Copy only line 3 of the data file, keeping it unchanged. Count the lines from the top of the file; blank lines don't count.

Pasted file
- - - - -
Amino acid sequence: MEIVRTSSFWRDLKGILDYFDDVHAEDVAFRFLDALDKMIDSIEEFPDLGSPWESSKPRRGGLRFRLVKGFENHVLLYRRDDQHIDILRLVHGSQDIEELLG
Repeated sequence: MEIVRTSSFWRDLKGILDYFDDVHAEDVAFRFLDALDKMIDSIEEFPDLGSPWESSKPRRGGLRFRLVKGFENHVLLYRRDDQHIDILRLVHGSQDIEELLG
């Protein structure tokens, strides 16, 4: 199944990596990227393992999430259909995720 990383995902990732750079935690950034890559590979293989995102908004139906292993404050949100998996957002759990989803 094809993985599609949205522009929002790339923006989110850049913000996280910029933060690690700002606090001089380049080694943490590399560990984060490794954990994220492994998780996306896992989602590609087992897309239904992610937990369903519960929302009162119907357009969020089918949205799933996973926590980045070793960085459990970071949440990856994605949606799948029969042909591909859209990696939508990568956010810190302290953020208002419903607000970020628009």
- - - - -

């Protein structure tokens, strides 16, 4: 199944990596990227393992999430259909995720 990383995902990732750079935690950034890559590979293989995102908004139906292993404050949100998996957002759990989803 094809993985599609949205522009929002790339923006989110850049913000996280910029933060690690700002606090001089380049080694943490590399560990984060490794954990994220492994998780996306896992989602590609087992897309239904992610937990369903519960929302009162119907357009969020089918949205799933996973926590980045070793960085459990970071949440990856994605949606799948029969042909591909859209990696939508990568956010810190302290953020208002419903607000970020628009």